...An hour or so later, having boarded the train to downtown Paris and after a failed, rather annoying attempt of communication with some young, "snooty" local men, my mind was venturing into cliché-land and to the 3 strenuous months lying ahead of me. Then, as a fellow student and I were trying to exit the Metro station, walking up and down stairs with our huge suitcases in hand and almost out of breath, a young, professionally-dressed and delicate-looking woman, pauses and opens this huge metalic door for us and asks us to go through first, since we carry baggage. A miniscule, "unimportant" scene but I still remember it with gratitude 18 years later. It changed, once and for all, my perception of French people and my expectations of them and I've felt lucky for that ever since.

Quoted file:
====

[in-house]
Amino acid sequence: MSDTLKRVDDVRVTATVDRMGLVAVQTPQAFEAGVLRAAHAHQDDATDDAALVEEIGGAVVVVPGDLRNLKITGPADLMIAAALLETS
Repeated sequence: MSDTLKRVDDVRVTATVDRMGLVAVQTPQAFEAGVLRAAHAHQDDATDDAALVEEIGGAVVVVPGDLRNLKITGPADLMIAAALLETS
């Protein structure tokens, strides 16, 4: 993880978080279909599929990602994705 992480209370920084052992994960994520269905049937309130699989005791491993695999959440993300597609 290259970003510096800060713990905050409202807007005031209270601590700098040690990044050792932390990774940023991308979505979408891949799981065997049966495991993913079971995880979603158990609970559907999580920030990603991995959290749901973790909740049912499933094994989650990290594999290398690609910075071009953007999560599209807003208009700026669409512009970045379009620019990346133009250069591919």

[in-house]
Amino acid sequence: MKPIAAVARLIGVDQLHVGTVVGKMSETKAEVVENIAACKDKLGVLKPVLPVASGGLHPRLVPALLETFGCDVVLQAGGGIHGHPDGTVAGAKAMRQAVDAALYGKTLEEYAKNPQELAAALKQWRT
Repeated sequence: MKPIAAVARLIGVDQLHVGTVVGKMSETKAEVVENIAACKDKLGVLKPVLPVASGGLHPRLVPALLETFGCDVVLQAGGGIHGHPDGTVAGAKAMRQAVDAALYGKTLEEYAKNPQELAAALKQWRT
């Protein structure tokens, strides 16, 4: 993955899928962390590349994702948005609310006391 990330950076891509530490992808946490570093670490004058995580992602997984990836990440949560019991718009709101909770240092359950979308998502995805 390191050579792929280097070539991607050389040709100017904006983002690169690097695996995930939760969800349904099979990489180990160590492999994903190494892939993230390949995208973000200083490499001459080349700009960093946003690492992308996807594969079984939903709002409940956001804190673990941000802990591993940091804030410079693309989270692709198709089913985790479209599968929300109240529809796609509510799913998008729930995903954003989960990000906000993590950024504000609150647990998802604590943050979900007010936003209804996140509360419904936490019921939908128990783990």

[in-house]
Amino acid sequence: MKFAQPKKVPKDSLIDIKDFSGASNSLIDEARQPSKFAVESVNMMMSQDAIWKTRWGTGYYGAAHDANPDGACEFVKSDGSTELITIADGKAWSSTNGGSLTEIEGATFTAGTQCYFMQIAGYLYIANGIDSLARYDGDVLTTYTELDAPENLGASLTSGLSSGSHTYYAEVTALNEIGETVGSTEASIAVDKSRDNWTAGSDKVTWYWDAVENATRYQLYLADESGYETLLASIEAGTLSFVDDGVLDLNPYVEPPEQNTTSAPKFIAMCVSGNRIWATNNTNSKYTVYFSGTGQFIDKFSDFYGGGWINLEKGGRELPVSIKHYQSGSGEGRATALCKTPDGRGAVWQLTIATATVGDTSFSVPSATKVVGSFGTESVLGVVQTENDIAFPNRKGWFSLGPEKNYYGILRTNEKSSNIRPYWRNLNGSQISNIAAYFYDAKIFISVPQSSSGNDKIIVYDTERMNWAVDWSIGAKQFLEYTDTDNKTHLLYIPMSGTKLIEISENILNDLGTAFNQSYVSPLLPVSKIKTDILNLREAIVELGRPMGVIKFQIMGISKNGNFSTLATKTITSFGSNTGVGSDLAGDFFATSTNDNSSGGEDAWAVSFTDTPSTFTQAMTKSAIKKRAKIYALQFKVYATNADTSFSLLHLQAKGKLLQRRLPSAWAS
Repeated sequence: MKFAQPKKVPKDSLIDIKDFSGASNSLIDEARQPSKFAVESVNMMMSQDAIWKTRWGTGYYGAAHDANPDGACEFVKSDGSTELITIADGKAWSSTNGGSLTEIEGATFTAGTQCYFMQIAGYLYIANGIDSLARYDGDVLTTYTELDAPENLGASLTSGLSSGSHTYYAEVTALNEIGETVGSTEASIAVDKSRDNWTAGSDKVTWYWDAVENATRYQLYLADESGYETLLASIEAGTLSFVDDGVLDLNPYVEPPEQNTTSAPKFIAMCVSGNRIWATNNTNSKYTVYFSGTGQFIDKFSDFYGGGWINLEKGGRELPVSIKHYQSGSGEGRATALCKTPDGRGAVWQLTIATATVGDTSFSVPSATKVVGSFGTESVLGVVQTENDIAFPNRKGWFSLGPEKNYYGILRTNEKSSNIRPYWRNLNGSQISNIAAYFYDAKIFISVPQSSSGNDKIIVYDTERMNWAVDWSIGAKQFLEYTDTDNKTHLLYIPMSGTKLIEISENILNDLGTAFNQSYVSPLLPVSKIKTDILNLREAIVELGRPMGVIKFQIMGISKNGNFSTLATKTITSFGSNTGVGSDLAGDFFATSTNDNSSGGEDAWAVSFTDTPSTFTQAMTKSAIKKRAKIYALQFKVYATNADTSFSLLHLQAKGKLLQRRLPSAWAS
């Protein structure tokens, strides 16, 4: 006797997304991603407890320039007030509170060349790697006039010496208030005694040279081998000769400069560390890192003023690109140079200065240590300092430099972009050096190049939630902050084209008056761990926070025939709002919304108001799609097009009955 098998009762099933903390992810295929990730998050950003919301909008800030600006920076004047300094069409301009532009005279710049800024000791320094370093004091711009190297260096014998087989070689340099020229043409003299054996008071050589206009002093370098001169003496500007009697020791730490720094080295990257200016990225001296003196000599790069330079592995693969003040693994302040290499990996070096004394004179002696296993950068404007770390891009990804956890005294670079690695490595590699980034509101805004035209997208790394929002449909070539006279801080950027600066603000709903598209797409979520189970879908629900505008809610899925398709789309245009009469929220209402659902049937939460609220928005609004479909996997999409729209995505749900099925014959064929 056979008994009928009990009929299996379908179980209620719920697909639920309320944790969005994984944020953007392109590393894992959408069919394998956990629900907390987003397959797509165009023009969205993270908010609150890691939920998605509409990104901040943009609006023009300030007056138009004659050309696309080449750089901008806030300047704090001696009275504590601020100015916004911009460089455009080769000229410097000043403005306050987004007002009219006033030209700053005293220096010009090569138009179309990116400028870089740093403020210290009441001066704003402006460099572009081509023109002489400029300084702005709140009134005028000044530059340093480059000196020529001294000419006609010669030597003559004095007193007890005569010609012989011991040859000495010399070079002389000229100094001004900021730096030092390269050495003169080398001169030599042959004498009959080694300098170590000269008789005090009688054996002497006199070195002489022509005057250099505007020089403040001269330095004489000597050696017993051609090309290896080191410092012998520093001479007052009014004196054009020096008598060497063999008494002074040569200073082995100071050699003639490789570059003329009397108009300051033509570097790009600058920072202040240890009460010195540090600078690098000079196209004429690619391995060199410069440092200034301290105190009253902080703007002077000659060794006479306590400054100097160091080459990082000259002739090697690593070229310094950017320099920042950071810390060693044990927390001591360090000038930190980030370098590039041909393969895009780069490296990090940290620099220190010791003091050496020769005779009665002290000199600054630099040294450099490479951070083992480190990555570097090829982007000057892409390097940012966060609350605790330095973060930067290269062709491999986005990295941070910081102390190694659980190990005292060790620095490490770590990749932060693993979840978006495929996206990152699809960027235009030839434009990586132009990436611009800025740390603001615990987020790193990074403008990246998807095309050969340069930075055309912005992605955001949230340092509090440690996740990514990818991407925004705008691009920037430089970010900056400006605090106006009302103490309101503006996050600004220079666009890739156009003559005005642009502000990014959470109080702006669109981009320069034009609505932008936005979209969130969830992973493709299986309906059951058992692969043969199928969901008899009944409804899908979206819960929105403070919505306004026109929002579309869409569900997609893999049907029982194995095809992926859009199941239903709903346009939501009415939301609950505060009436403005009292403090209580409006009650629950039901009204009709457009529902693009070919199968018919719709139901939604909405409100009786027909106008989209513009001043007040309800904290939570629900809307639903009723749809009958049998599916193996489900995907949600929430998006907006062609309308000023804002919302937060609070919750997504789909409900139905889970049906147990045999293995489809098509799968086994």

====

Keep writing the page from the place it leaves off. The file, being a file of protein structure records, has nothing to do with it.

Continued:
The flatmate who thought of others
...A couple of months later I'm settled into a nice apartment and my flat-mate (painter Yorgos Voulgaridis) and I are going to attend the Orthodox Easter mass on Saturday night. "T.", an English guy who was quite nice but seemed to be having some serious issues, has managed to somehow crawl into a little corner in our flat (four of us in total!) and spend some weeks there. We invite him to come along to mass and, waveringly, he follows. As we are sitting outside the church right before midnight, all Greeks and Russians are holding lit candles and are either listening to the mass or talking to each other. Yorgos notices that "T" is the only one without a candle and somehow, within seconds, finds a lit candle and passes it on to "T". A subtle and thoughtful way to make him feel part of the picture! And the best thing about it? I don't think Yorgos even thought that one out. He simply just did it, as a natural act. I think I could even get jealous of this natural tendency for openess and kindness and that's certainly the type of people you'd want to meet in your travels.